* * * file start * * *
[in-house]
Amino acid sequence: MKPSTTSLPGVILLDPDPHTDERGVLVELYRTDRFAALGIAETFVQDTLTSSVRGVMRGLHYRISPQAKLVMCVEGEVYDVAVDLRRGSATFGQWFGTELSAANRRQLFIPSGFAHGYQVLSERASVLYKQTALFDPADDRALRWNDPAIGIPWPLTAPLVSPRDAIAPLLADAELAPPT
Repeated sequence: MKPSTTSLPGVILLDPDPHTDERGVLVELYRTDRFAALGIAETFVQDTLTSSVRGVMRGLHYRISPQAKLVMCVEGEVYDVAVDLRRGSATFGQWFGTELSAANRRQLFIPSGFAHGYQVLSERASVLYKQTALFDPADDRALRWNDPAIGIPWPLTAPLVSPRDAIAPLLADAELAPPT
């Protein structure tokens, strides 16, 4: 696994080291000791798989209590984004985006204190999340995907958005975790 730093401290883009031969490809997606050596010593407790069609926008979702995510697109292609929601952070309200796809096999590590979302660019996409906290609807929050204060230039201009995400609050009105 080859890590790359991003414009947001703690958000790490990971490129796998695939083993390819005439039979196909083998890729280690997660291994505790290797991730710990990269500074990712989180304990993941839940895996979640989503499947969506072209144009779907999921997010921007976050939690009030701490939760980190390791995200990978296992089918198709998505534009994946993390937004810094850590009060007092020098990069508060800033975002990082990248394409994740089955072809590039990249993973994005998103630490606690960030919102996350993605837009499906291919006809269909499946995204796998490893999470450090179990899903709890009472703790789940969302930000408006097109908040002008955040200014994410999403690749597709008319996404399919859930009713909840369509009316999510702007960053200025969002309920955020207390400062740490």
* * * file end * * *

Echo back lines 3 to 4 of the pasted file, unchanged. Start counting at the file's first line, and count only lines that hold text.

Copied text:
Repeated sequence: MKPSTTSLPGVILLDPDPHTDERGVLVELYRTDRFAALGIAETFVQDTLTSSVRGVMRGLHYRISPQAKLVMCVEGEVYDVAVDLRRGSATFGQWFGTELSAANRRQLFIPSGFAHGYQVLSERASVLYKQTALFDPADDRALRWNDPAIGIPWPLTAPLVSPRDAIAPLLADAELAPPT
């Protein structure tokens, strides 16, 4: 696994080291000791798989209590984004985006204190999340995907958005975790 730093401290883009031969490809997606050596010593407790069609926008979702995510697109292609929601952070309200796809096999590590979302660019996409906290609807929050204060230039201009995400609050009105 080859890590790359991003414009947001703690958000790490990971490129796998695939083993390819005439039979196909083998890729280690997660291994505790290797991730710990990269500074990712989180304990993941839940895996979640989503499947969506072209144009779907999921997010921007976050939690009030701490939760980190390791995200990978296992089918198709998505534009994946993390937004810094850590009060007092020098990069508060800033975002990082990248394409994740089955072809590039990249993973994005998103630490606690960030919102996350993605837009499906291919006809269909499946995204796998490893999470450090179990899903709890009472703790789940969302930000408006097109908040002008955040200014994410999403690749597709008319996404399919859930009713909840369509009316999510702007960053200025969002309920955020207390400062740490």